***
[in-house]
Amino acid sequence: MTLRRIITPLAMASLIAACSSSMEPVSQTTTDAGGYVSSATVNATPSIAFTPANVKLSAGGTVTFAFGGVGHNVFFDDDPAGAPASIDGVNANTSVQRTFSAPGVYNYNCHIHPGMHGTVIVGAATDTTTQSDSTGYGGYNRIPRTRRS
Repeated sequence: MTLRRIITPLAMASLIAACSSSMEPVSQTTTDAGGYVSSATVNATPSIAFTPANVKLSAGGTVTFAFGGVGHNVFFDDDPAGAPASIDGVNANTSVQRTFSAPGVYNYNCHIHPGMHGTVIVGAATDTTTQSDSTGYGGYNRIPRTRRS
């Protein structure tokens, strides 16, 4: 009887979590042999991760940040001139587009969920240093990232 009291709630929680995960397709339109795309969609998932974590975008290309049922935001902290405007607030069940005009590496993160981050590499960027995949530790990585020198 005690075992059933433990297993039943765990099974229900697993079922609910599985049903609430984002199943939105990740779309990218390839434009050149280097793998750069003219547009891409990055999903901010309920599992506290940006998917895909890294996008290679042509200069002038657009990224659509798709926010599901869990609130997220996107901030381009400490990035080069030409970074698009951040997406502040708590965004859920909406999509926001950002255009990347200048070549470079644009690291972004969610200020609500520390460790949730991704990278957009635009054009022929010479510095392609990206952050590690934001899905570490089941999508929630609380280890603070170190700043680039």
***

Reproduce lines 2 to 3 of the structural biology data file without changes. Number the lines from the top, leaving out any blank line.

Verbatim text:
Amino acid sequence: MTLRRIITPLAMASLIAACSSSMEPVSQTTTDAGGYVSSATVNATPSIAFTPANVKLSAGGTVTFAFGGVGHNVFFDDDPAGAPASIDGVNANTSVQRTFSAPGVYNYNCHIHPGMHGTVIVGAATDTTTQSDSTGYGGYNRIPRTRRS
Repeated sequence: MTLRRIITPLAMASLIAACSSSMEPVSQTTTDAGGYVSSATVNATPSIAFTPANVKLSAGGTVTFAFGGVGHNVFFDDDPAGAPASIDGVNANTSVQRTFSAPGVYNYNCHIHPGMHGTVIVGAATDTTTQSDSTGYGGYNRIPRTRRS